Breaking Free of the Rage-Gasm

If you spend any time on Facebook, I’m sure you’ve witnessed the phenomenon of the “Rage-Gasm,” whether or not you’ve heard the term.

I stopped following George Takei for exactly this reason. He kept sharing, essentially, “LOOK AT THIS! Look how horrible this one human treated another!” Takei frequently posted about such atrocities as prejudiced and hurtful tweets or comments in public.

I can understand how such incidents could be considered newsworthy if the abuser was in a position of power. For example, I’m sure many of you heard about the playboy model who posted a photo of a naked, older lady in the gym locker room with a derogatory comment. The fact that this model had, I presume, hundreds of thousands of social media followers makes her post slightly more impactful, and therefore newsworthy.

Mistreatment Abounds

But when they’re random strangers? Random people mistreat each other and make insulting statements¬†all the time. Why expend energy feeling enraged on their behalf?

Before you jump up on your high horse, I’m not saying we ought to ignore the plights of others because witnessing their suffering makes us uncomfortable.
But rather I am saying: The world is filled with so much suffering and mistreatment. You simply can’t live your life perpetually examining it all, feeling saddened and enraged about it. (AKA, the “Rage-Gasm.”)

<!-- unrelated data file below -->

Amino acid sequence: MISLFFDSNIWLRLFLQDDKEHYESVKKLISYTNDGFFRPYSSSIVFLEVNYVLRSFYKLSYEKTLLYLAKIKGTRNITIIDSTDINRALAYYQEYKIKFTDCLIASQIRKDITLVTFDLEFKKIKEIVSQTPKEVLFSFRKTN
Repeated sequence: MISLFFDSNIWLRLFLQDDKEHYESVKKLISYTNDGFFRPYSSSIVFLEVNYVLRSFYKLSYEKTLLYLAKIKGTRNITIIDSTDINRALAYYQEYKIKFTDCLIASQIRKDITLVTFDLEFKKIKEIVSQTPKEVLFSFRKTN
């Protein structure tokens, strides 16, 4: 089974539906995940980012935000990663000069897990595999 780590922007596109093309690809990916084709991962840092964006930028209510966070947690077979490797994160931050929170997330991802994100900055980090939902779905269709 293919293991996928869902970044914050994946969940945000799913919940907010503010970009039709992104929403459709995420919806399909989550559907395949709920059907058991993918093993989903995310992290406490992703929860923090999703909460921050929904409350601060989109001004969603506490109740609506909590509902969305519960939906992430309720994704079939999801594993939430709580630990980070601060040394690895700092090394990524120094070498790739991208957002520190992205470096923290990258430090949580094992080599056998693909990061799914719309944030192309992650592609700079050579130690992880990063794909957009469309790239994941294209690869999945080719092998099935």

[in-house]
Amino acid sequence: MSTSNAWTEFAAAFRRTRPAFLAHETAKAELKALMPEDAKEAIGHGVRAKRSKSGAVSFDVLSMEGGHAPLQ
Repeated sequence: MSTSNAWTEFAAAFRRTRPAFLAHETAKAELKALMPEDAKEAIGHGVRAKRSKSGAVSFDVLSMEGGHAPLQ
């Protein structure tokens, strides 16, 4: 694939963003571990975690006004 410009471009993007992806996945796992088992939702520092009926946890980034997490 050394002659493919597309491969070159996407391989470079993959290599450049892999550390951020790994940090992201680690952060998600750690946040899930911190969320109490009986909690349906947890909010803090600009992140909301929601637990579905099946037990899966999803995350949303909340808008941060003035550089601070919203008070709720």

Shocked rage isn’t a state I want to be in often.


So, Be Apathetic?

Am I proposing that we stop caring about mistreatment?


Besides, we can’t stop feeling rage when we hear these stories. Again, this reminds me of this crazy concept that humans don’t have free will. We can’t control that emotion as a response to these stories!

But I CAN control George Takei putting them in my feed – in my face. I was honestly disappointed to stop following him because he also posts hilarious, sometimes fascinating, and heart-warming stuff. But I couldn’t take Takei’s posts anymore. And I’m glad I made this choice.

I think it boils down to one simple question, “Is my rage helping anyone? Is any situation improved in any way by the rage I express on social media?” When the answers are resounding, “Nos,” then opt out.

Use Your Power to Remove Stressors

Rarely do we have such power to remove stressful things from our lives. So when we do have such choices, we should prioritize our own well being.

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